Between the abolishment of mandatory retirement at age 65 and the large and aging baby boomer demographic, workplaces across Canada are seeing more and more elderly workers stay on in the workforce, and this is posing some unique challenges for employers — particularly on health and safety.
The process of aging adversely affects workers' functional capacities, which ultimately makes it more difficult for elderly workers to perform certain tasks — even when they've performed them without incident in the past.
On the other hand, letting go of an elderly or experienced worker who is facing challenges fulfilling their role can be a complicated and costly process, and one which often involves union intervention, legal challenges and demonstrable burdens of proof.
As an ergonomist with Workplace Safety & Prevention Services (WSPS), it's a quandary that Ivan Szlapetis has been faced with many times before. In his various consultations with employers and managers, he's found it's a question that many organizations are faced with as more and more workers stay on later in life and continue to pursue employment past the age of 65.
"It's a significant concern for a lot of employers," he concedes.
Szlapetis recalls a recent e-mail he received from a manager struggling with how to deal with an elderly worker she was supervising.
"Essentially, in her e-mail, she was asking about what they could do if an employee was no longer capable of doing the things they are required to do," he recalls. "One of the approaches she was asking about was having the employee do a functional abilities evaluation to find out how strong they are and so on and so forth."
While it's always a good idea to have an elderly worker perform a functional abilities evaluation to determine their competencies, Szlapetis warns that it's not really the first step an organization should take when determining if a worker is fit for a job.
"What I suggested to her was that one of the first things they needed to do was a physical demands analysis of the job," he says, "to find out two things: what are essential and what are non-essential functions, and what are the physical demands [of the role]?"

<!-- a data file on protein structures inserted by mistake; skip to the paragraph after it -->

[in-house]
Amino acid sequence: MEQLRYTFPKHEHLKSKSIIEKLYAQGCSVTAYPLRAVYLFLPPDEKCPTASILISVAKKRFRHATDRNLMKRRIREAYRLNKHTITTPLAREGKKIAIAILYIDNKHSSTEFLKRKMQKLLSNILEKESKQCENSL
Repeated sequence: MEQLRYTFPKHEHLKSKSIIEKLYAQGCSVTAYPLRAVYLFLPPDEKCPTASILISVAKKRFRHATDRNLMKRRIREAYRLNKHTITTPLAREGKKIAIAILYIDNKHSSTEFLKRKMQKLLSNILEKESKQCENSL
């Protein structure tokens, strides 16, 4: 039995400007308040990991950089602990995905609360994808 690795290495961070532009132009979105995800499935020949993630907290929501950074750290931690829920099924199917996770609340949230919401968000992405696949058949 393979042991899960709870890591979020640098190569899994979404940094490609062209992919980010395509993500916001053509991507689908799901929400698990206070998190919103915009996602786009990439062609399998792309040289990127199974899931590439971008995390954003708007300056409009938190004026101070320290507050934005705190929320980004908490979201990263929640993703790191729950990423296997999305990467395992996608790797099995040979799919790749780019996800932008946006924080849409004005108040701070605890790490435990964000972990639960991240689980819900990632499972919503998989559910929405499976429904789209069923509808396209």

Rather than start by focusing on what the worker is capable of and determining if they are suitable for the role, Szlapetis argues it is more beneficial to determine what is required in the role before assessing whether the worker can handle those requirements.
"Simply stating that people are not as strong at age 65 as they were in their 20's doesn't necessarily give the employer the right to not hire somebody or to release somebody," he says. "That would likely result in a human rights claim against them. If they do let somebody go, they need to show that the strength demands are a bona fide occupational requirement, and that it would be an undue hardship to accommodate that person."
Seeking to illustrate his point with an example, Szlapetis points out that, "in trades and manufacturing, for instance, you want somebody who is a very skilled welder and fitter— that's definitely an asset. You don't necessarily need them for their ability to lift heavy objects. You need them for their expertise."
For Emma Ashurst, an OHS specialist with the Canadian Centre for Occupational Health and Safety (CCOHS), there's no doubt that employing elderly workers poses unique challenges. As she points out, though, there are also certain benefits to having older workers in the workforce.
"Some studies have shown that experienced workers tend to be more accurate," she notes. "It may take a little longer, but the accuracy is there."
Szlapetis agrees on this point. Beyond merely being reliable and consistent workers, though, he also sees an upside when it comes to using elderly workers' knowledge to implement more effective training and safety practices.
"I saw an example in the automotive parts manufacturing industry, where there were a number of complaints among employees having lift problems related to a particular operation," he recalls. "I talked to one of the older employees on the line who didn't have any problems, and found that he was holding the pneumatic wrench with a different grip than you might normally expect to hold it."
"I've seen similar things in metal industries. There's a lot of knowledge and experience that the older workers in a company possess that isn't necessarily being captured in the formal training program. Those best practices need to be captured and shared with the rest of the organization."
As Szlapetis points out, older workers tend to compensate for their waning physical capacities by developing alternative methods of completing tasks that are equally efficient and require less strain. They are also more likely to guide and instruct younger workers, thereby improving the latter's quality of work.
For that reason, Szlapetis thinks it's important that organizations weigh the value of their elderly workers' contributions before deciding on how to best accommodate them.
"In terms of accommodations, a company can choose to invest in legal advice to fight that kind of claim, or they can invest in improvements in the workplace," he offers. "That's where I think ergonomics provides a really good fit in terms of addressing these issues."
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Published in HR Stories